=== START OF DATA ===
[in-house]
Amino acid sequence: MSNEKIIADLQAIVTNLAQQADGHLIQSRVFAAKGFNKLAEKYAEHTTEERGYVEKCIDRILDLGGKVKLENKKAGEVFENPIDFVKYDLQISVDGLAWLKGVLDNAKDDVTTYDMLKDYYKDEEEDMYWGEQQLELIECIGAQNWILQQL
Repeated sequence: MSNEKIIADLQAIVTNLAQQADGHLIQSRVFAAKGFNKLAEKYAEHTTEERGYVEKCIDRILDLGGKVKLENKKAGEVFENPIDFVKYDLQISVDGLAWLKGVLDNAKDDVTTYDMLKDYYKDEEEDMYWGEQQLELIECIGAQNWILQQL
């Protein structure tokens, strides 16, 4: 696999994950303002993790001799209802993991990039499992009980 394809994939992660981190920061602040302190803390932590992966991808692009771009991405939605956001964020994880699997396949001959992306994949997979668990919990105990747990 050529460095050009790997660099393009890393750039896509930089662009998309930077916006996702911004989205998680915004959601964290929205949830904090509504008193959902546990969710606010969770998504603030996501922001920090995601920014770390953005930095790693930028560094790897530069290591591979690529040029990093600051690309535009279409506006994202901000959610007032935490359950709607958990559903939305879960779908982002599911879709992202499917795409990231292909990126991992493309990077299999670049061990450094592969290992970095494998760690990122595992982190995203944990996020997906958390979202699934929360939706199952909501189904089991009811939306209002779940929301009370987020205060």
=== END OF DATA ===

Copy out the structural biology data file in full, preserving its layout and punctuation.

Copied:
[in-house]
Amino acid sequence: MSNEKIIADLQAIVTNLAQQADGHLIQSRVFAAKGFNKLAEKYAEHTTEERGYVEKCIDRILDLGGKVKLENKKAGEVFENPIDFVKYDLQISVDGLAWLKGVLDNAKDDVTTYDMLKDYYKDEEEDMYWGEQQLELIECIGAQNWILQQL
Repeated sequence: MSNEKIIADLQAIVTNLAQQADGHLIQSRVFAAKGFNKLAEKYAEHTTEERGYVEKCIDRILDLGGKVKLENKKAGEVFENPIDFVKYDLQISVDGLAWLKGVLDNAKDDVTTYDMLKDYYKDEEEDMYWGEQQLELIECIGAQNWILQQL
């Protein structure tokens, strides 16, 4: 696999994950303002993790001799209802993991990039499992009980 394809994939992660981190920061602040302190803390932590992966991808692009771009991405939605956001964020994880699997396949001959992306994949997979668990919990105990747990 050529460095050009790997660099393009890393750039896509930089662009998309930077916006996702911004989205998680915004959601964290929205949830904090509504008193959902546990969710606010969770998504603030996501922001920090995601920014770390953005930095790693930028560094790897530069290591591979690529040029990093600051690309535009279409506006994202901000959610007032935490359950709607958990559903939305879960779908982002599911879709992202499917795409990231292909990126991992493309990077299999670049061990450094592969290992970095494998760690990122595992982190995203944990996020997906958390979202699934929360939706199952909501189904089991009811939306209002779940929301009370987020205060």